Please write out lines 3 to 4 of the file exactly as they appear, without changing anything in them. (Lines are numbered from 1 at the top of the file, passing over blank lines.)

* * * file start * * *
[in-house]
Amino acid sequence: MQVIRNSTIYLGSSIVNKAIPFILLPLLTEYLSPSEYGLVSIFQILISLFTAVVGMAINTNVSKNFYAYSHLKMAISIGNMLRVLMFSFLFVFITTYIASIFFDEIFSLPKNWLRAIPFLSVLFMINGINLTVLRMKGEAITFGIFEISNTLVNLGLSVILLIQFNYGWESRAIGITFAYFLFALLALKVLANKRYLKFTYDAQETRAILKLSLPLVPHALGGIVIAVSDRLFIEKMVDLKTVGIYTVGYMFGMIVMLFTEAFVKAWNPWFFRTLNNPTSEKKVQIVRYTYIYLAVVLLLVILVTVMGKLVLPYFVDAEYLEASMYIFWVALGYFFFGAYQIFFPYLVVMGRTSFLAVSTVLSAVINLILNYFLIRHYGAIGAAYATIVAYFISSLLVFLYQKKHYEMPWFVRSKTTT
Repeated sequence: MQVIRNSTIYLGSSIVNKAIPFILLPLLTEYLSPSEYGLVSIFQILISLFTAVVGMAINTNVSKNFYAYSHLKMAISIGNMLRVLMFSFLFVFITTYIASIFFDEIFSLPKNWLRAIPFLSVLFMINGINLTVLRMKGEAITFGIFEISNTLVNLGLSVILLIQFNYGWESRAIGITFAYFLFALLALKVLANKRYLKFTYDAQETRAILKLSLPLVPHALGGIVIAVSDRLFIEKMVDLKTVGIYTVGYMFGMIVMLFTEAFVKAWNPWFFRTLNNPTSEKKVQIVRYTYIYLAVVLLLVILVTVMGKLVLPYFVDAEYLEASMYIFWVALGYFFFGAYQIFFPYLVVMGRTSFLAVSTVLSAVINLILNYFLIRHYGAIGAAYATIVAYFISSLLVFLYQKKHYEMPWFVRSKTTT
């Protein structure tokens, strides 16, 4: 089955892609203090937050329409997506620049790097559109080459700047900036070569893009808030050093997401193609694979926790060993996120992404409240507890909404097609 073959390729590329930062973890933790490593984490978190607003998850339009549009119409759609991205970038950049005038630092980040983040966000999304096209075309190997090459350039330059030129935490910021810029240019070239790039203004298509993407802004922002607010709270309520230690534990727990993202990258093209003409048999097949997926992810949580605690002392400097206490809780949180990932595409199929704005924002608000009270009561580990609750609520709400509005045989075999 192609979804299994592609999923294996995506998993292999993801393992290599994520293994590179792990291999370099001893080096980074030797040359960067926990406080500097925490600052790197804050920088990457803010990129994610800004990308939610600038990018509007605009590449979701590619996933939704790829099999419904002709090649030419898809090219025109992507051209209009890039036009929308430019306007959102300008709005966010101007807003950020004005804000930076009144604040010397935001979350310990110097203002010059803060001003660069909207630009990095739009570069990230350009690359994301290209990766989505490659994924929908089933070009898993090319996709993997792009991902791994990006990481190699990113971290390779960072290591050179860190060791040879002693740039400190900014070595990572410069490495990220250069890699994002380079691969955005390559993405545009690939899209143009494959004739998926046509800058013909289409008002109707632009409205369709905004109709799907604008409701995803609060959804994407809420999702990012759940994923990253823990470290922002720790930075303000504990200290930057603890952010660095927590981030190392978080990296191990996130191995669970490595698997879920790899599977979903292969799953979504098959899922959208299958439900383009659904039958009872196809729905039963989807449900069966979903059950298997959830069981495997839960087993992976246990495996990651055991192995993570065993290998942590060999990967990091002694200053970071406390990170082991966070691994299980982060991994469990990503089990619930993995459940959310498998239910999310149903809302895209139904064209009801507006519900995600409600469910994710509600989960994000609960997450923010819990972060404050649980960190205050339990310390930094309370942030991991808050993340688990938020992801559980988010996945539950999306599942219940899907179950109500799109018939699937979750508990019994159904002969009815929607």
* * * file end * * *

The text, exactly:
Repeated sequence: MQVIRNSTIYLGSSIVNKAIPFILLPLLTEYLSPSEYGLVSIFQILISLFTAVVGMAINTNVSKNFYAYSHLKMAISIGNMLRVLMFSFLFVFITTYIASIFFDEIFSLPKNWLRAIPFLSVLFMINGINLTVLRMKGEAITFGIFEISNTLVNLGLSVILLIQFNYGWESRAIGITFAYFLFALLALKVLANKRYLKFTYDAQETRAILKLSLPLVPHALGGIVIAVSDRLFIEKMVDLKTVGIYTVGYMFGMIVMLFTEAFVKAWNPWFFRTLNNPTSEKKVQIVRYTYIYLAVVLLLVILVTVMGKLVLPYFVDAEYLEASMYIFWVALGYFFFGAYQIFFPYLVVMGRTSFLAVSTVLSAVINLILNYFLIRHYGAIGAAYATIVAYFISSLLVFLYQKKHYEMPWFVRSKTTT
């Protein structure tokens, strides 16, 4: 089955892609203090937050329409997506620049790097559109080459700047900036070569893009808030050093997401193609694979926790060993996120992404409240507890909404097609 073959390729590329930062973890933790490593984490978190607003998850339009549009119409759609991205970038950049005038630092980040983040966000999304096209075309190997090459350039330059030129935490910021810029240019070239790039203004298509993407802004922002607010709270309520230690534990727990993202990258093209003409048999097949997926992810949580605690002392400097206490809780949180990932595409199929704005924002608000009270009561580990609750609520709400509005045989075999 192609979804299994592609999923294996995506998993292999993801393992290599994520293994590179792990291999370099001893080096980074030797040359960067926990406080500097925490600052790197804050920088990457803010990129994610800004990308939610600038990018509007605009590449979701590619996933939704790829099999419904002709090649030419898809090219025109992507051209209009890039036009929308430019306007959102300008709005966010101007807003950020004005804000930076009144604040010397935001979350310990110097203002010059803060001003660069909207630009990095739009570069990230350009690359994301290209990766989505490659994924929908089933070009898993090319996709993997792009991902791994990006990481190699990113971290390779960072290591050179860190060791040879002693740039400190900014070595990572410069490495990220250069890699994002380079691969955005390559993405545009690939899209143009494959004739998926046509800058013909289409008002109707632009409205369709905004109709799907604008409701995803609060959804994407809420999702990012759940994923990253823990470290922002720790930075303000504990200290930057603890952010660095927590981030190392978080990296191990996130191995669970490595698997879920790899599977979903292969799953979504098959899922959208299958439900383009659904039958009872196809729905039963989807449900069966979903059950298997959830069981495997839960087993992976246990495996990651055991192995993570065993290998942590060999990967990091002694200053970071406390990170082991966070691994299980982060991994469990990503089990619930993995459940959310498998239910999310149903809302895209139904064209009801507006519900995600409600469910994710509600989960994000609960997450923010819990972060404050649980960190205050339990310390930094309370942030991991808050993340688990938020992801559980988010996945539950999306599942219940899907179950109500799109018939699937979750508990019994159904002969009815929607």